The sun's coming up in Melbourne, and I'm getting an early start. The goal for the day is to take in as much of the city as I can, by foot or tram. There is a lot of ground to cover, so I have my running shoes tied tightly, some Australian dollars in my wallet, and my phone with Google Maps in its holster. I'm ready to roll.
This city is bustling, the second-most populous metropolis in Australia. With over 4 million inhabitants, Melbourne is situated in the large bay of Port Phillip, and spreads out towards the Dandenong and Macedon mountain ranges.
The first stop on today's itinerary is the Queen Victoria Market, a major landmark in Melbourne. Covering 17 acres, this is the largest open-air market in the Southern Hemisphere. Known locally as Vic Market or Queen Vic, this occupies 2 city blocks and has historical, architectural and social significance.
My first impression, as I enter the market from the entrance to the Meat Hall on Victoria Street, is that this is a major tourist destination. I immediately get the feeling that I've been transported in time to the 19th century when the Meat Hall commenced operating as a retail center. Evolving over time, the Victoria Square shops and the first-night market opened in the latter part of the 20th century.
There are an incredible number of things to do and see here. A long queue is forming along Queens Street where dough-makers are assembling jam-filled doughnuts at the American Doughnut Kitchen. The doughnuts are actually being concocted in the original 1950's van.
Entering the market from Elizabeth Street, I'm now in the fresh produce section, the most colorful part of the market. An Asian lady is selling Sweet Mildura Navels that look delectable. The Bongiorno Brothers have a large stall, selling quality fruit and vegetables.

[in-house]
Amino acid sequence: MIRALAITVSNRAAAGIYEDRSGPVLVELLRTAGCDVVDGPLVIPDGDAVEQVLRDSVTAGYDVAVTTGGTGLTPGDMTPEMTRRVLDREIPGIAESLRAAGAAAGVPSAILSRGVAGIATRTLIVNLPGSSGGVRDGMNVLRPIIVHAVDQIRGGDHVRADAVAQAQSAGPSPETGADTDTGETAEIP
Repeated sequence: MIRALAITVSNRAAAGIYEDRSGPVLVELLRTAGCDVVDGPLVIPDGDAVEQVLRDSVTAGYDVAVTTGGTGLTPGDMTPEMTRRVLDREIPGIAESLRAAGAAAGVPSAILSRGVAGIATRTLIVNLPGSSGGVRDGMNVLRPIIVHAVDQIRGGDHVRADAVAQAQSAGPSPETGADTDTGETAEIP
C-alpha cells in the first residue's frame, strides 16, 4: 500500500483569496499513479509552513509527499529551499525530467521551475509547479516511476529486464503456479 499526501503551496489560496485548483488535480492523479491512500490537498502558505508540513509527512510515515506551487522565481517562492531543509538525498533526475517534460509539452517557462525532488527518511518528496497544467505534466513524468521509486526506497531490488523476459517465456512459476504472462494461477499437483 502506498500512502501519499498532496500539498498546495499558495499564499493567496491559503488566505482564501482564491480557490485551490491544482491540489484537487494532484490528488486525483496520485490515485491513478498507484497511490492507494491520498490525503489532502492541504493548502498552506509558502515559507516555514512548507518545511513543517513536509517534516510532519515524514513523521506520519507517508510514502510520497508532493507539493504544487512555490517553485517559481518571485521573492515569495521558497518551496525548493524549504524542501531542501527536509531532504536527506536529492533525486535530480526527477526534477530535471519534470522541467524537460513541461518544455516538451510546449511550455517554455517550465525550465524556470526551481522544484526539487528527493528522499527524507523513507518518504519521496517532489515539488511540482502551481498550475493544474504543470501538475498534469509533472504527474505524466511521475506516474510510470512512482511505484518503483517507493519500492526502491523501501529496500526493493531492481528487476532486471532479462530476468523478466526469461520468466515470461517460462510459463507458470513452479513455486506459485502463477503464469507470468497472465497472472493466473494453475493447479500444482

Heading toward the Peel Street entrance, I come across the B.B. Jewellery stall, with a large assortment of opals, Sterling silver, and Stainless steel rings. The sights, smells and sounds of this place are incredible!
The time is ticking away, and I'm ready to hit Hosier Lane for a look at Melbourne's world famous street art. This is the nerve center for a unique movement that takes graffiti to a stratospheric level.
The genesis of this movement can be traced to the 1970s and 1980s when much of Melbourne's disaffected youth were seeing photos, and hearing about graffiti, on the streets of New York. Then, around 2000, a myriad of art projects began to appear publicly on Hosier Lane, including wood blocking, sticker art, poster art, wheat pasting, and graphs. Many of the artists were also activists, concerned with making the public aware of their societal concerns, through their work.
Now, as I cruise through this area, I have 64 lane-ways with paintings sprayed on building walls to choose from. This is the street art capital of the world! I see visitors from many different countries taking in the colors, ideas, and energy, displaying Melbourne at its best.
It is now getting later in the day. I've hopped the tram down to the Alexandra Gardens, and my plan is to walk along the Yarra River to take in the Melbourne skyline. This place is young and vibrant, with restaurants and outdoor pubs everywhere. Throngs of 30 somethings are sitting at tables on patios, drinking beer, and enjoying the waterfront cityscape. I pass the Fatto Bar & Cantina, Mr. Hobson's and the Pilgrim Bar, stopping periodically to snap photos. There are cultural landmarks within view, as well, including the Immigration Museum and Federation Square. There is no lack of tourists around here, with City River Cruises floating from the Rod Laver Arena, past St. Paul's Cathedral, towards the Melbourne Star Observation Wheel. My guess is that the activity I see here will be similar to what is happening at midnight.
It is starting to get dark, and the time has come to wrap it up, as I head back to my hotel. This is going to be a fair sized walk on my already tired feet, carting my camera bag along the way. Feeling quite satisfied that I now have a good sense of the city of Melbourne, it occurs to me that this is an area that I could live in. The demographics here are consistent with an upwardly mobile work force with explosive population growth since 2000. A lot of people, apparently, have a similar idea.